After CCF graduated from Grow Pittsburgh’s support, we began to see decreasing participation. Some people moved out of the area, others had children and looked to pare down their commitments, kids who had been very enthusiastic volunteers moved on to other interests and I started working full time again. We still attracted new volunteers, and we were still able to fulfill our vision to be “A real, simple garden that welcomes everyone, responsibly grows, generously gives, and endlessly educates.” The next year, one of our main garden volunteers decided to retire, and everyone else stepped up to fill in the gaps. We continued our monthly meetings/potlucks, and had several group workdays throughout the growing season.
Then the pandemic made things tricky. We did not feel safe to get together as a group for either meetings or workdays, so volunteers picked days to go work at the garden independently, and we communicated mostly through email. The Library was closed for a while, although the food pantry needed food more than ever. We made it work with a smaller volunteer base, but outreach continued to be our biggest challenge. The Borough Council had new members who were not present during the creation of the garden and for my part, I had not continued visiting their meetings to report on the garden’s successes and thank them for their continued support.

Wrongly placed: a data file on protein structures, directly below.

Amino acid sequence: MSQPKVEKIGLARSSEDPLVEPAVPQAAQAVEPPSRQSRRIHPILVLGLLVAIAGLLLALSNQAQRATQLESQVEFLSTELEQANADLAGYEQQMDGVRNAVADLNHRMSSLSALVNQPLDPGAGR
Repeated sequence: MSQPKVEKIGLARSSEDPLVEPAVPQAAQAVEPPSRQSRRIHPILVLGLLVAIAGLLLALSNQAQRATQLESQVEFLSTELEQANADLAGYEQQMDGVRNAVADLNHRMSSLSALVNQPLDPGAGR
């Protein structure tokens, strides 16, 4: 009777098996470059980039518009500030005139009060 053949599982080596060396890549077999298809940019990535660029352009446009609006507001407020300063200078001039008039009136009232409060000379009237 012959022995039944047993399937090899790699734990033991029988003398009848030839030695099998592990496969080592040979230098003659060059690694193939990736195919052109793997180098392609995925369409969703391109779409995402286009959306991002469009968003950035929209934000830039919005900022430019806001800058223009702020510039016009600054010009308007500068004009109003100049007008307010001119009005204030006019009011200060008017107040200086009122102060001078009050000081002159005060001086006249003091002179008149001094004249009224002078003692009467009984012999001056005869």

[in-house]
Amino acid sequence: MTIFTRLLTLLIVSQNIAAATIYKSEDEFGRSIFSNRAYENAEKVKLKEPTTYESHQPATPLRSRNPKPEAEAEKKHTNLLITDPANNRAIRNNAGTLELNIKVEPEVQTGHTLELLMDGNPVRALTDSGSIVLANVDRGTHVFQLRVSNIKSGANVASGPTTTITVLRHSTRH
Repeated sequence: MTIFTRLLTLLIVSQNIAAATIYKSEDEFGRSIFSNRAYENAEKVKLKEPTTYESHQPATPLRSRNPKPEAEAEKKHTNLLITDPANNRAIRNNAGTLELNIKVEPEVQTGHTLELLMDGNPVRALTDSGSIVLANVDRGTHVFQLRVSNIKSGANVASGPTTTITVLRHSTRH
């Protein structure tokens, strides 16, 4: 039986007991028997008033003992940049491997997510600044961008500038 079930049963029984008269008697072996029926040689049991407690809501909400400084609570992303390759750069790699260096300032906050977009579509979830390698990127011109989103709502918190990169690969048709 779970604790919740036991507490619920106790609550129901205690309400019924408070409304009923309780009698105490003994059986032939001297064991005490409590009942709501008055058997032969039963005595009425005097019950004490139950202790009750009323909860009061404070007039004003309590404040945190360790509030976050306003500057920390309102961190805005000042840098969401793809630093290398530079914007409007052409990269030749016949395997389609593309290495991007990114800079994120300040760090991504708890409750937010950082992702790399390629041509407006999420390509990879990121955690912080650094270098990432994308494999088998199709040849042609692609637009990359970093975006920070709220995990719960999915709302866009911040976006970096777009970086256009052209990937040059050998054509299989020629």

I am happy to say that this year we had a little breakthrough. I volunteered to serve on the Library’s Board of Trustees, and I worked with library staff to come up with joint programming, which would serve to get more visitors to the garden. The library is a hub of information and resources for our community and other neighborhoods surrounding it that do not have their own library. Just having flyers at the front desk has been a big help. We also started a monthly garden tour and kids’ storytime at the garden. The first one was a big success and after listening to a couple of stories and singing songs with the Children’s Librarian, the kids looked for bugs and worms with little magnifying glasses and even pulled weeds. One of the older girls stayed and helped me spread compost for a couple more hours. She said it was so much better than staying home and looking at her phone all day! She said she might ask some of her friends to come work in the garden with her on an ongoing basis. The garden tour had 6 participants, and one of them offered to help me with our Facebook page and photographs.